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March 14, 2007

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BMW Group looks back on a successful financial year 2006

The BMW Group plans to continue its successful business course in 2007, following the new high revenues and earnings figures posted in 2006. "The current year should be the best year in the company's history in operating terms. Excluding the one-off gain on the Rolls-Royce exchangeable bond, we plan to beat the record pre-tax profit achieved in 2006", stated Norbert Reithofer, the Chairman of the Board of Management of BMW AG at the BMW Group Annual Accounts Press Conference on 14 March 2007 in Munich.

The BMW Group is also aiming to achieve a new sales volume record for each of its brands - BMW, MINI and Rolls-Royce. "Overall for 2007, we expect a sales volume growth in the higher single-digit percentage range," continued Reithofer. Unfavourable currency effects and high raw material prices will, however, continue to have an impact on business performance for the current year, albeit to a lesser degree than in the previous year. The BMW Group will offset this by continuous productivity and efficiency enhancement measures and by the sales volume growth targeted for 2007.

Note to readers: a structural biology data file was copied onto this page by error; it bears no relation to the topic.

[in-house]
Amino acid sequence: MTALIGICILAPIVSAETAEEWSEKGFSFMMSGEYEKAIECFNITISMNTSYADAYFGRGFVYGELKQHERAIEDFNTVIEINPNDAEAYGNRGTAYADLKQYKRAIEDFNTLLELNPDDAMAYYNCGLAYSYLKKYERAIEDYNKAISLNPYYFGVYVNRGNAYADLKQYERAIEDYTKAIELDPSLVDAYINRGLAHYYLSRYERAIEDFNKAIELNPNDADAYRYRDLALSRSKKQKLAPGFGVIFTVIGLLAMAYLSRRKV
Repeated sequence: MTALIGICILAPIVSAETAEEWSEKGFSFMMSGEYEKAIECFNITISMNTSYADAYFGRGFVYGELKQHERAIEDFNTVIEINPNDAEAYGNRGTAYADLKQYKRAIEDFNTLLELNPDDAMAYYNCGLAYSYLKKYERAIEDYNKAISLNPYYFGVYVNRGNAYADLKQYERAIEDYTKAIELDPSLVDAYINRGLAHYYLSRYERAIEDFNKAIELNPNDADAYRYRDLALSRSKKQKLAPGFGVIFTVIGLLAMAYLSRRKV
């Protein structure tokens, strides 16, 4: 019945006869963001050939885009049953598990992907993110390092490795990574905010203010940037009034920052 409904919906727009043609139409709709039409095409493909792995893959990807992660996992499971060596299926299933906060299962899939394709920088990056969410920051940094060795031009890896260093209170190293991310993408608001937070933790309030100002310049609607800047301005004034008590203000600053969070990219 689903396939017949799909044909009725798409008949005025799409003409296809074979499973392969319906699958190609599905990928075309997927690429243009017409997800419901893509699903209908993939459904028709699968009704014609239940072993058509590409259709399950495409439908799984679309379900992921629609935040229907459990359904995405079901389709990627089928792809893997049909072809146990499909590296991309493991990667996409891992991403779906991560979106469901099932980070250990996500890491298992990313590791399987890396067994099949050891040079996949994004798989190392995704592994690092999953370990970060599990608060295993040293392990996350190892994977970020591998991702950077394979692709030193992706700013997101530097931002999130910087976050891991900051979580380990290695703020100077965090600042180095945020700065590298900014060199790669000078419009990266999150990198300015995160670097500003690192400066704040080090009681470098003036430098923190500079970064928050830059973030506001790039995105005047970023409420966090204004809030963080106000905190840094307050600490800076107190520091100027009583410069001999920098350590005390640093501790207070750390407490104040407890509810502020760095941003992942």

Sharp increase in earnings for the financial year 2006

Despite the difficult conditions facing the worldwide automobile industry, the BMW Group can look back on a successful financial year 2006. A combination of sales volume growth, a more favourable model sales mix and efficiency improvements enabled the company to a large extent to offset the substantial adverse impact of foreign exchange fluctuations and high raw material prices. The profit before tax rose by 25.5% to euro 4,124 million (2005: euro 3,287 million). This includes the one-off gain (euro 372 million) referred to above which arose from the exchangeable bond on the BMW Group's investment in the British aero engine manufacturer, Rolls-Royce plc. At an operating level (i.e. excluding the exceptional gain on the bond), the pre-tax profit improved by 3.0%.